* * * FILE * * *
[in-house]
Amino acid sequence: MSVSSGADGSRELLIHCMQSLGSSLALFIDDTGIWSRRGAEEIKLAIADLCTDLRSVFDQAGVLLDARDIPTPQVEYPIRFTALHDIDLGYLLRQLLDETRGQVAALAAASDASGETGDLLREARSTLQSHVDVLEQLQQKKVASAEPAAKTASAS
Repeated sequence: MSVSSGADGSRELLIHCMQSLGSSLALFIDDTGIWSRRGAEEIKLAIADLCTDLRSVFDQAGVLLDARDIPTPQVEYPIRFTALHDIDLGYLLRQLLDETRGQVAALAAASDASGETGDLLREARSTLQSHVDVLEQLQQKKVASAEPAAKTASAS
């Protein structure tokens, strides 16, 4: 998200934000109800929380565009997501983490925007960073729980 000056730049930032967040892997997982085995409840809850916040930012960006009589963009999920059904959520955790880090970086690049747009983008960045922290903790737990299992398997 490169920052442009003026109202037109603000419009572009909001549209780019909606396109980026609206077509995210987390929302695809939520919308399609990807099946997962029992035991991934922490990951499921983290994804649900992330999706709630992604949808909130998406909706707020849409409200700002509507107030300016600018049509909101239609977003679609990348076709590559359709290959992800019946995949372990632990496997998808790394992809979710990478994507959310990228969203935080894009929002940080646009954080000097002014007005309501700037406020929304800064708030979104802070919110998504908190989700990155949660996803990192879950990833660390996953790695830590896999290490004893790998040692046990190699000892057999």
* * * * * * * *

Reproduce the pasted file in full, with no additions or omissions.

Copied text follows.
[in-house]
Amino acid sequence: MSVSSGADGSRELLIHCMQSLGSSLALFIDDTGIWSRRGAEEIKLAIADLCTDLRSVFDQAGVLLDARDIPTPQVEYPIRFTALHDIDLGYLLRQLLDETRGQVAALAAASDASGETGDLLREARSTLQSHVDVLEQLQQKKVASAEPAAKTASAS
Repeated sequence: MSVSSGADGSRELLIHCMQSLGSSLALFIDDTGIWSRRGAEEIKLAIADLCTDLRSVFDQAGVLLDARDIPTPQVEYPIRFTALHDIDLGYLLRQLLDETRGQVAALAAASDASGETGDLLREARSTLQSHVDVLEQLQQKKVASAEPAAKTASAS
């Protein structure tokens, strides 16, 4: 998200934000109800929380565009997501983490925007960073729980 000056730049930032967040892997997982085995409840809850916040930012960006009589963009999920059904959520955790880090970086690049747009983008960045922290903790737990299992398997 490169920052442009003026109202037109603000419009572009909001549209780019909606396109980026609206077509995210987390929302695809939520919308399609990807099946997962029992035991991934922490990951499921983290994804649900992330999706709630992604949808909130998406909706707020849409409200700002509507107030300016600018049509909101239609977003679609990348076709590559359709290959992800019946995949372990632990496997998808790394992809979710990478994507959310990228969203935080894009929002940080646009954080000097002014007005309501700037406020929304800064708030979104802070919110998504908190989700990155949660996803990192879950990833660390996953790695830590896999290490004893790998040692046990190699000892057999």